From Publishers Weekly
Reforming Social Security is one of the most important and complex issues facing the country, and one of the most misunderstood. This well-written and well-argued primer should help dispel the myths and misinformation surrounding the debate. Benavie, an economist and author of Deficit Hysteria, casts a skeptical eye on the alarmism about Social Security's eventual bankruptcy, noting that minor adjustments to the system, like small tax increases and benefit reductions or raising the cap on taxable earnings, would make the system solvent for the foreseeable future. He then turns to the two major reform proposals: privatization, which would let individuals place some of their payroll taxes in private investment accounts, and what he calls "diversification," which would let the government invest some of the Social Security trust fund in the stock market. Neither plan is guaranteed to give better returns to retirees than the current system, he argues, and both entail serious risks: privatization would sharply increase administrative costs and put individual retirees at the mercy of the stock market and unscrupulous investment advisers, while diversification would embroil the government in the affairs of private corporations to an unprecedented degree. Benavie gives a lucid account of the dollars-and-cents details underlying the controversy, while arguing that the real issue is not financial, but ideological-whether we wish to abandon the ideals of social solidarity and providing for the poor that are enshrined in the current system in favor of individual autonomy and potentially high returns.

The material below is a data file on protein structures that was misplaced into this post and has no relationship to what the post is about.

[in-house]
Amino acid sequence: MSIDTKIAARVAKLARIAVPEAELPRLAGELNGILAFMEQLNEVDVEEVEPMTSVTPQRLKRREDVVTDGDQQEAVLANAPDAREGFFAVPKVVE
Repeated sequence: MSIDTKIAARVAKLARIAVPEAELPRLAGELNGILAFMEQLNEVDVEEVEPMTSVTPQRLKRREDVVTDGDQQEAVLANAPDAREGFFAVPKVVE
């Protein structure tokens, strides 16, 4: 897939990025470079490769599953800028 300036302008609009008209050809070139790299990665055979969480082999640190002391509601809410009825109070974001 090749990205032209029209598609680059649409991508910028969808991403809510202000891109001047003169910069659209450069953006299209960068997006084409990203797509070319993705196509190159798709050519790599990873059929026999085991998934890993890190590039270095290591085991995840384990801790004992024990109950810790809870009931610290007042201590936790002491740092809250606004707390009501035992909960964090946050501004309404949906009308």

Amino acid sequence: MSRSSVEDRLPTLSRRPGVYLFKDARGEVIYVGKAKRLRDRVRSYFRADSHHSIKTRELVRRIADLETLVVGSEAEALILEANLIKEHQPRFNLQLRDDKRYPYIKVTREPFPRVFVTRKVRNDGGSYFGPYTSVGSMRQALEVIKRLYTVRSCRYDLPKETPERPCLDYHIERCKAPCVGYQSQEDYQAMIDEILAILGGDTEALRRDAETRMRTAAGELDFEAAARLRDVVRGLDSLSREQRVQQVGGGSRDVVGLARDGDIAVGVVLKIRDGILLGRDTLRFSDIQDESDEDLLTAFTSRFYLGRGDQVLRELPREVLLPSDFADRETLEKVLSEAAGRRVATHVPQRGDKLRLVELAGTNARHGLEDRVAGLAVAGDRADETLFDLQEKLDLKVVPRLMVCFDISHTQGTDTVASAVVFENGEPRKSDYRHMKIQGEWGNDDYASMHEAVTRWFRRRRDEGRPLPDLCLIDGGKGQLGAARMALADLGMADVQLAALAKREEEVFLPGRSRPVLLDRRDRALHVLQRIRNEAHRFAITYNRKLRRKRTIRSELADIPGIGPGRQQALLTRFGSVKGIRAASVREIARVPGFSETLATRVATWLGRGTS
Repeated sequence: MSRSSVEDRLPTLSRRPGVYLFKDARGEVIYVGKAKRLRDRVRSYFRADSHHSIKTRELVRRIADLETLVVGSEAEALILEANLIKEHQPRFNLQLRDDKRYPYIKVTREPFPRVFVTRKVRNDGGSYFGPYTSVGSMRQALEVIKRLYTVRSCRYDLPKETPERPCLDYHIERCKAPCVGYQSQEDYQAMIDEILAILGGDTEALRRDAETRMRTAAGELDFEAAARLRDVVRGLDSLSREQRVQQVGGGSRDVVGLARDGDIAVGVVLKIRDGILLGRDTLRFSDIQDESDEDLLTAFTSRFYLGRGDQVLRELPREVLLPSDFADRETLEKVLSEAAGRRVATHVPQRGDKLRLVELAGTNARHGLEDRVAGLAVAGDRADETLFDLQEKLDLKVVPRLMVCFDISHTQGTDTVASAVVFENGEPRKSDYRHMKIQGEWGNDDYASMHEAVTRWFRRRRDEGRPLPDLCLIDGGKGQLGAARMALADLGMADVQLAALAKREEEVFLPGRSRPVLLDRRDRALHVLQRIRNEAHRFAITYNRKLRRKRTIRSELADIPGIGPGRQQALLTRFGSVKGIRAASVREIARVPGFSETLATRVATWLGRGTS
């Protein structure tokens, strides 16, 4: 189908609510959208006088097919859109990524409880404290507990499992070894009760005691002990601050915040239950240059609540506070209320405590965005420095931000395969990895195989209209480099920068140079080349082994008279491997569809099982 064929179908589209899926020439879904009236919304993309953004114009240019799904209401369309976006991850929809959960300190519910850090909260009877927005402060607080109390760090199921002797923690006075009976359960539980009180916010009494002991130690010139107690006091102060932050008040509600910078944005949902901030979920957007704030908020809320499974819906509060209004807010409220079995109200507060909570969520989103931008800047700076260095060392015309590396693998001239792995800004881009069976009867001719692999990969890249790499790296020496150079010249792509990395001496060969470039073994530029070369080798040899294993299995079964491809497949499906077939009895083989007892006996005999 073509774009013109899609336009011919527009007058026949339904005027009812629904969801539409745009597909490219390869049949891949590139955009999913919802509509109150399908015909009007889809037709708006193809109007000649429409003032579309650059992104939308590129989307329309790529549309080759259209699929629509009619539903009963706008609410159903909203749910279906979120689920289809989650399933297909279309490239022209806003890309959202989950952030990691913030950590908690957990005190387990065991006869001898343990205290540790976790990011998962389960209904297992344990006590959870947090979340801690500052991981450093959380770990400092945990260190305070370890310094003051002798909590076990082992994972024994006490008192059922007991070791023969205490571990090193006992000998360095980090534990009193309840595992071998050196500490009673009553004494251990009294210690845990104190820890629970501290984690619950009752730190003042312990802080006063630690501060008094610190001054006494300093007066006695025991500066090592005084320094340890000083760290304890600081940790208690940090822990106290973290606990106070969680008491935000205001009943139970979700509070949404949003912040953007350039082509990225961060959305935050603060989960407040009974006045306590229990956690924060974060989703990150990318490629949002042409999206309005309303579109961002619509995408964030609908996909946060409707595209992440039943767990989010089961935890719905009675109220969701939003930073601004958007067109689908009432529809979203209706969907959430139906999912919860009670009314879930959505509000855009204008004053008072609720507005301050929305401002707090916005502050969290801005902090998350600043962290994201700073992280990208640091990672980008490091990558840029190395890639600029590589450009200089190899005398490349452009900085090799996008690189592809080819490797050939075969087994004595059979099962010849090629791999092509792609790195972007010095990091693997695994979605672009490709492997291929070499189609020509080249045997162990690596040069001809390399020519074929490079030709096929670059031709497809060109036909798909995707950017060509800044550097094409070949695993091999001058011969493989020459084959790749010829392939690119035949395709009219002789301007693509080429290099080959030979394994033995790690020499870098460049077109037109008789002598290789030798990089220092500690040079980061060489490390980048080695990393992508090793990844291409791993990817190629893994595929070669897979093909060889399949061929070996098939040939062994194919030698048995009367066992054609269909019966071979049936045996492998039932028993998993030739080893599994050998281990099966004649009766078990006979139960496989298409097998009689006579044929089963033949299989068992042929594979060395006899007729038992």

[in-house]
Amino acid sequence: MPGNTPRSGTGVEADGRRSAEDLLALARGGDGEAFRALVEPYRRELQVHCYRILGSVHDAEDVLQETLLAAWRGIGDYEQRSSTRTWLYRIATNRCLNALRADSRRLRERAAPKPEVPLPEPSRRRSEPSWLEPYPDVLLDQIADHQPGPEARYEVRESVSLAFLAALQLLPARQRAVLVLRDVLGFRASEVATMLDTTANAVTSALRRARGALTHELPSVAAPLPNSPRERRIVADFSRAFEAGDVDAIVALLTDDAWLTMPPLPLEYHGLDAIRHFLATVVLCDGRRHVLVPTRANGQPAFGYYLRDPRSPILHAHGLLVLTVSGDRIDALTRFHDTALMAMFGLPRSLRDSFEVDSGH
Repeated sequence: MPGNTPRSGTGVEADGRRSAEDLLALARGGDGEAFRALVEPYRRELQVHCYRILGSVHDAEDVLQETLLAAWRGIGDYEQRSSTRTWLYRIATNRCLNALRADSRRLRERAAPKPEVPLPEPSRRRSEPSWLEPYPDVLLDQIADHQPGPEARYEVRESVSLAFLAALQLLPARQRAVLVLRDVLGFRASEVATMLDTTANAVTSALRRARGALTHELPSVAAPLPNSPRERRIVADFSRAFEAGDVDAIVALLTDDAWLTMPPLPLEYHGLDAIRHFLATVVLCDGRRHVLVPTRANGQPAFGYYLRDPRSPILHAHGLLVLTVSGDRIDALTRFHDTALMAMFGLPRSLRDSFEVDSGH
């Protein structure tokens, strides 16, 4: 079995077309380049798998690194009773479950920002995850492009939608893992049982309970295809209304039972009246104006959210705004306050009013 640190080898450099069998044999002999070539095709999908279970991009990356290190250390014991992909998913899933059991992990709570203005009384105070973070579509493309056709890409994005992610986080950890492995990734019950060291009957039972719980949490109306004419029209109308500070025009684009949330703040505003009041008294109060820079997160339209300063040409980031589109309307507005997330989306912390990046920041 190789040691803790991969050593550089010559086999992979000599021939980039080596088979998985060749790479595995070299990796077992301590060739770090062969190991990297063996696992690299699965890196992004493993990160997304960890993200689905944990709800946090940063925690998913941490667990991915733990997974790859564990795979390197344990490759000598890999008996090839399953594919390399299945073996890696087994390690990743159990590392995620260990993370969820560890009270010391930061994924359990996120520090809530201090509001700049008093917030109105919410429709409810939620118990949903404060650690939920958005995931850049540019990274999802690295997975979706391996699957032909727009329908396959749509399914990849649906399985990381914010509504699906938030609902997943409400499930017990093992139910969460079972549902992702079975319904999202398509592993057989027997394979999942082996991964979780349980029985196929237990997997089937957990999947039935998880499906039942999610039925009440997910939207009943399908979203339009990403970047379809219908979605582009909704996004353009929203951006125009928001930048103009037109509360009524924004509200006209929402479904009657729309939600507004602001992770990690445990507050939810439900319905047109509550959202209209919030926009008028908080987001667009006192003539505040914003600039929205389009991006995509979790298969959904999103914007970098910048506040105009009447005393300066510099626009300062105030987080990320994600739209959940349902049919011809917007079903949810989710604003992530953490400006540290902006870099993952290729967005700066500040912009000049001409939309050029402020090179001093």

Copyright 2002 Reed Business Information, Inc.
From a noted economist-author (DeficitHysteria
, 1998) comes a reasoned look at Social Security, demystifying a lot of the rumors surrounding this U.S. public pension. Will Social Security be bankrupt soon? Aren't privatization or diversification two plausible panaceas? What have other countries experienced during pension reform? The answers, says the author, are not necessarily cut and dried. Allowing part of the monies to be invested in the stock market, for instance, may just as easily decrease retirement income as increase it. Though Social Security will need additional revenues, perhaps beyond the payroll tax base, it's not likely to go belly-up. Finally, Benavie points out some little-known benefits of this much-maligned system: it's portable, provides automatic protection against inflation, and features low-cost administration. A book to be sent to every member of Congress. Barbara JacobsCopyright © American Library Association. All rights reserved